MathML

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1 Definition

  • MathML is about encoding the structure of mathematical expressions so that they can be displayed, manipulated and shared over the World Wide Web. A carefully encoded MathML expression can be evaluated in a computer algebra system, rendered in a Web browser, edited in your word processor, and printed on your laser printer.

2 The language

Hand-editing MathML is quite difficult. There are 30 MathML presentation elements (e.g. fractions), with about 50 attributes and around 100 elemens for content markup (e.g. operations such as + and functions). These elements are for encoding mathematical notation. Most elements represent templates or patterns for laying out subexpressions.

Since MathML is too verbose, you really need tools or conversion software (e.g. from Latex) to build web pages with MathML.

3 Integration with XHTML

If your browser supports XHTML and MathML (e.g. Firefox) all you have to do is to make sure that MathML elements are prefixed with the right XML namespace.

3.1 Integration with HTML5

MathML is included in the HTML5 specification.

<!doctype html>
<html>
  <head>
    <title>HTML5 SVG demo</title>
    <meta http-equiv="Content-Type" content="text/html;charset=utf-8" />
  </head>
 
  <body>
    <h1>HTML5 MathML Demo</h1>
    <p> Very simple formula: </p>
 
   <math xmlns="http://www.w3.org/1998/Math/MathML">
     <mrow>
       <msqrt>
         <mn>49</mn>
       </msqrt>
       <mo>=</mo>
       <mn>7</mn>
     </mrow>
   </math>
 
  </body>
</html>

3.2 MathML as extra vocabulary in XHTML

<?xml version="1.0" encoding="iso-8859-1"?>
<xhtml:html xmlns:xhtml="http://www.w3.org/1999/xhtml">
 <xhtml:body>
   <xhtml:h1>A Compound Document</xhtml:h1>
   <xhtml:p>A simple formula using MathML in XHTML.</xhtml:p>
   <mathml:math xmlns:mathml="http://www.w3.org/1998/Math/MathML">
     <mathml:mrow>
       <mathml:msqrt>
         <mathml:mn>49</mathml:mn>
       </mathml:msqrt>
       <mathml:mo>=</mathml:mo>
       <mathml:mn>7</mathml:mn>
     </mathml:mrow>
   </mathml:math>
 </xhtml:body>
</xhtml:html>

http://tecfa.unige.ch/guides/xml/examples/mathml/xhtml_mathml.xml

Or if you prefer:

<?xml version="1.0" encoding="iso-8859-1"?>
<html xmlns="http://www.w3.org/1999/xhtml">
 <body>
   <h1>A Compound Document</h1>
   <p>A simple formula using MathML in XHTML.</p>
   <math xmlns="http://www.w3.org/1998/Math/MathML">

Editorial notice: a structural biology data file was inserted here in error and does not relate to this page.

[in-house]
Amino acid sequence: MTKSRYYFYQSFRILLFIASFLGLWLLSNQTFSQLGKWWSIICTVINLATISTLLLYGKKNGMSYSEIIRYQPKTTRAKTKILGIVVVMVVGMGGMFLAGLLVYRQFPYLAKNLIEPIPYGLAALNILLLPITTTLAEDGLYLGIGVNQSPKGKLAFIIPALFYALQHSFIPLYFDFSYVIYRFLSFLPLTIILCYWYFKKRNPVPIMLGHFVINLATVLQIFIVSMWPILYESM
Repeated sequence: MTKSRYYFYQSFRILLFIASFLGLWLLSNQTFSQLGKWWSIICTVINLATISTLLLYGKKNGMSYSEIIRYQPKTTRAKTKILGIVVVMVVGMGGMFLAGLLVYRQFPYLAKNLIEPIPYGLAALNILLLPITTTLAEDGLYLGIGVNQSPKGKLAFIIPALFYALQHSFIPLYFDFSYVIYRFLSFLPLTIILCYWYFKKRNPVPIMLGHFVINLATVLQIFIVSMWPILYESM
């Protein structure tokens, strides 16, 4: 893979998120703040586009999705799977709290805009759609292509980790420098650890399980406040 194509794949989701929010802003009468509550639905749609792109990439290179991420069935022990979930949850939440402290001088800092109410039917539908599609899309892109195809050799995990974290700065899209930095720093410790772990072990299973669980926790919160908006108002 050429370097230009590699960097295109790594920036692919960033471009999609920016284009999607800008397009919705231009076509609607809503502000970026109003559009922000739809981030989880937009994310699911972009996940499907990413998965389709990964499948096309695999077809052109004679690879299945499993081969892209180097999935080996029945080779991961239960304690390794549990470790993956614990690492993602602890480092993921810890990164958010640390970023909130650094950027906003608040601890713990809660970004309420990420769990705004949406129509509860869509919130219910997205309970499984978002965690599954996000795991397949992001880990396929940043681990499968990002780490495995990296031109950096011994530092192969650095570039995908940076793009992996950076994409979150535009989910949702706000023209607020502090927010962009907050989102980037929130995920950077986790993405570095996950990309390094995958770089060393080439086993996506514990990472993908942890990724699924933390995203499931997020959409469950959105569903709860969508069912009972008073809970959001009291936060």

<mrow>
       <msqrt>
         <mn>49</mn>
       </msqrt>
       <mo>=</mo>
       <mn>7</mn>
     </mrow>
   </math>
 </body>
</html>

http://tecfa.unige.ch/guides/xml/examples/mathml/xhtml_mathml_2.xml

3.3 MathML validated by a combined XHTML/MathML DTD

If your browser supports XHTML and MathML (e.g. Firefox) a less simple example would look like this:

<?xml version="1.0"?>
<!DOCTYPE html PUBLIC "-//W3C//DTD XHTML 1.1 plus MathML 2.0//EN" 
         "http://www.w3.org/TR/MathML2/dtd/xhtml-math11-f.dtd" >
<html xmlns="http://www.w3.org/1999/xhtml"
      xmlns:math="http://www.w3.org/1998/Math/MathML"
      xmlns:xlink="http://www.w3.org/1999/xlink">
<head> <title>XTHML with MATHML</title> </head>
<body>
 <p> 
   <b>Corollary 2</b> [Contractive Sequence Theorem] <em>If
   <math xmlns='http://www.w3.org/1998/Math/MathML'><mo>(</mo><msub><mi>x</mi> <mi>n</mi></msub><mo>)</mo></math> is a sequence, 
    for which there is a number 
    <math xmlns='http://www.w3.org/1998/Math/MathML'>
          <mi>C</mi><mi><</mi><mn>1</mn></math>
     such that 
     <math xmlns='http://www.w3.org/1998/Math/MathML'>
       <mo>|</mo><msub><mi>x</mi> <mrow><mi>n</mi><mo>+</mo><mn>2</mn></mrow></msub>
       <mo>-</mo>
       <msub><mi>x</mi><mrow><mi>n</mi><mo>+</mo><mn>1</mn></mrow></msub>
       <mo>|</mo><mo>≤</mo><mi>C</mi><mo>⋅</mo><mo>|</mo>
       <msub><mi>x</mi> <mrow><mi>n</mi><mo>+</mo><mn>1</mn></mrow></msub>
       <mo>-</mo>
       <msub><mi>x</mi> <mi>n</mi></msub><mo>|</mo></math>, 
     then <math xmlns='http://www.w3.org/1998/Math/MathML'><mo>(</mo><msub><mi>x</mi> <mi>n</mi></msub><mo>)</mo>
    </math>   
    converges;</em></p>
</body>
</html>

Click here to see if your browser can handle it.

3.4 IE explorer hack

You also can make MathML/XHTML integration work by installing a a free stylesheet (read the whole article and copy the files to your server).

Example MATHML with an XSLT trick for IE
<?xml version="1.0"?>
<?xml-stylesheet type="text/xsl" href="pmathml.xsl"?>
<html xmlns="http://www.w3.org/1999/xhtml"
      xmlns:pref="http://www.w3.org/2002/Math/preference"
      pref:renderer="css">
 <head>
   <title>MATHML with an XSLT trick for IE</title>
 </head>
     
 <body>
   <h1>MATHML with an XSLT trick for IE</h1>
 <p>Below is an equation with a radical:</p>
 <math xmlns="http://www.w3.org/1998/Math/MathML">
  <msup>
   <msqrt>
     <mrow>
       <mi>a</mi>
       <mo>+</mo>
       <mi>b</mi>
     </mrow>
   </msqrt>
   <mn>27</mn>
  </msup>
 </math>
</body>
</html>

3.5 Plugins

Plugins are not the way to go, but you can, e.g. see the W3C MathML software List

4 Links

4.1 Standards

4.2 Examples

4.3 Software

(Note: Daniel K. Schneider didn't test any of these, so there is no endorsement).

Indexes
Commercial editors
Other commercial tools that support MathML to various Extents
Other free tools
  • Open Office has a Math Module.
  • The Amaya Web Browser
Plugins
  • Mplayer Free plugin from Design Science.

4.4 Tutorials and Overviews